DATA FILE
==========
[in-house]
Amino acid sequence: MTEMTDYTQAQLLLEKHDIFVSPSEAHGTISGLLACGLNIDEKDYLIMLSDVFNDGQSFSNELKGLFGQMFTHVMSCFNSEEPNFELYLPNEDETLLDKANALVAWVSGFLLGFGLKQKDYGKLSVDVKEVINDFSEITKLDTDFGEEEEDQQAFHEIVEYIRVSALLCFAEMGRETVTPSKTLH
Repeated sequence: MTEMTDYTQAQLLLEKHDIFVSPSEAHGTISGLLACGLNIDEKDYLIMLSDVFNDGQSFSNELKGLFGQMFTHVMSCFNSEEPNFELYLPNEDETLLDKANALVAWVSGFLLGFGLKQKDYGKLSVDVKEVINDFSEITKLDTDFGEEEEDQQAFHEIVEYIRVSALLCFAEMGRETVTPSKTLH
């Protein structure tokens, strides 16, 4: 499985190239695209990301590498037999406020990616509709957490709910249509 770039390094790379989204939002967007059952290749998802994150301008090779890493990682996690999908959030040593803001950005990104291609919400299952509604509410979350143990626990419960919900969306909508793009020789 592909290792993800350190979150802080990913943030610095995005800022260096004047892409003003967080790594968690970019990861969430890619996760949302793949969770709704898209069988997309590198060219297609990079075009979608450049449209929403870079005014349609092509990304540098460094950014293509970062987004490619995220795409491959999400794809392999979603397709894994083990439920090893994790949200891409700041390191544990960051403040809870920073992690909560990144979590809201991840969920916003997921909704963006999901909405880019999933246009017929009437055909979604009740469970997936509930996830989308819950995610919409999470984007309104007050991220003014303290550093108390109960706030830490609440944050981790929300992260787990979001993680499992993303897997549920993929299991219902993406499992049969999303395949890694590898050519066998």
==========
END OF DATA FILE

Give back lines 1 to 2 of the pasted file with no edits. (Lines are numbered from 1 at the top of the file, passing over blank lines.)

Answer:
[in-house]
Amino acid sequence: MTEMTDYTQAQLLLEKHDIFVSPSEAHGTISGLLACGLNIDEKDYLIMLSDVFNDGQSFSNELKGLFGQMFTHVMSCFNSEEPNFELYLPNEDETLLDKANALVAWVSGFLLGFGLKQKDYGKLSVDVKEVINDFSEITKLDTDFGEEEEDQQAFHEIVEYIRVSALLCFAEMGRETVTPSKTLH